News You Can Use
20 August 2021
2021 American Society of Animal Science Meeting Highlights
Dr. Tayler Hansen
Dr. Trevor Faber
The Kentucky International Conference Center bustled with professors, university students and industry members for one of the first in-person scientific conferences since 2020. The American Society of Animal Science hosted the 2021 ASAS-CSAS-SSASAS Annual Meeting in Louisville, KY, which featured more than 1,000 scientific presentations and posters. Read on for three pivotal messages from the Companion Animal Sessions.
1. In 100 homemade diets, zero met all the vitamin and mineral requirements for dogs or cats.
Dr. Cheryl Morris, Associate Professor of Comparative Nutrition at Iowa State University, shared her experiences formulating raw food diets for pets. She found that homemade raw meat diets are typically deficient in vitamins A, D, E, thiamin, riboflavin and folate. In addition, almost all trace minerals are inadequate in homemade raw meat diets.
Dr. Morris explained dietary modifications for homemade raw meat diets, such as changing the ratio of meat in the diet and leveraging specialty ingredients for their nutritional value. Supplemental vitamin and mineral sources can be used to meet the pet’s micronutrient requirements. Although modifications to raw food diets can improve the nutrient profile, “complete and balanced” diets are the easiest way to meet a pet’s nutrient requirements.
2. Although owners with overweight dogs restricted typical dog food intake, they were more likely to overfeed other foods, such as table scraps and treats.
In a survey, Sydney Banton, M.S., Graduate Research Assistant at the University of Guelph, explored the link between dog owner dietary preferences and exercise regimens with dog weight. The survey was distributed in five countries – France, Germany, the United Kingdom, Canada, and the United States – with about 650 respondents per country.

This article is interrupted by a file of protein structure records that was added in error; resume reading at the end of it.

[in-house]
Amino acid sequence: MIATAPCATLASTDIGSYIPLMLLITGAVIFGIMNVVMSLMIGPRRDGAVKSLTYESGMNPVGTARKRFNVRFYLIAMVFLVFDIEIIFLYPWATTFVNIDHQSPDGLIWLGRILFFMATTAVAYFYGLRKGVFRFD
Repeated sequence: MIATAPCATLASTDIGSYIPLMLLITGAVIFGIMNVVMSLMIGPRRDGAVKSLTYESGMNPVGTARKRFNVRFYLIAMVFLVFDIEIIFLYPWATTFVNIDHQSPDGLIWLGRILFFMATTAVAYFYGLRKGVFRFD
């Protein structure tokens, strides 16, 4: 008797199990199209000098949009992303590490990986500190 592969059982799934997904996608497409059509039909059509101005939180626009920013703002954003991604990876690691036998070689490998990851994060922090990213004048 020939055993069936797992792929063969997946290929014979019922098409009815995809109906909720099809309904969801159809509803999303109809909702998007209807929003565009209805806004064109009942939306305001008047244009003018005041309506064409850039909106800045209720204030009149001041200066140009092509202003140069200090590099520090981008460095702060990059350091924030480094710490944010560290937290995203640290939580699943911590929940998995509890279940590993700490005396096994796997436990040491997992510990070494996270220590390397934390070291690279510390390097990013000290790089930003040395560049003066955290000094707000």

Every day, most dogs received other foods, including dog treats, table scraps, fruits and vegetables. Feeding excess treats and table scraps to overweight dogs can negatively impact animal health and cause weight gain. Novel, low-calorie treats could benefit pets to reduce pet obesity risk.
For more details on these findings, please visit the PLOS ONE article “Grains on the brain: A survey of dog owner purchasing habits related to grain-free dry dog foods” by Banton and colleagues.
3. Dietary fibers are common ground for health and environmental sustainability.
As obesity, diabetes and heart disease rates increase in both humans and pets, Dr. Mario Martinez from Aarhus University said we need to revisit dietary strategies for optimum health. Coproducts from fruit and vegetable juice production are high in healthy dietary fibers. However, Dr. Martinez explained nutritionists and formulators need to understand better the complexity and functionality of different types of dietary fiber. These different fibers have specific effects on the gut microbial community and health benefits. As these fibrous coproducts are incorporated into pet and human diets, health and environmental sustainability can improve.
Overall, presentations and posters at the ASAS-CSAS-SSASAS meeting showcased the wide range of new research in animal science. Trouw Nutrition regularly participates in industry events to stay current on the latest developments in companion animal nutrition. If you would like to learn more about a particular companion animal nutrition topic, please email firstname.lastname@example.org to request that a member of our team write an online article on it.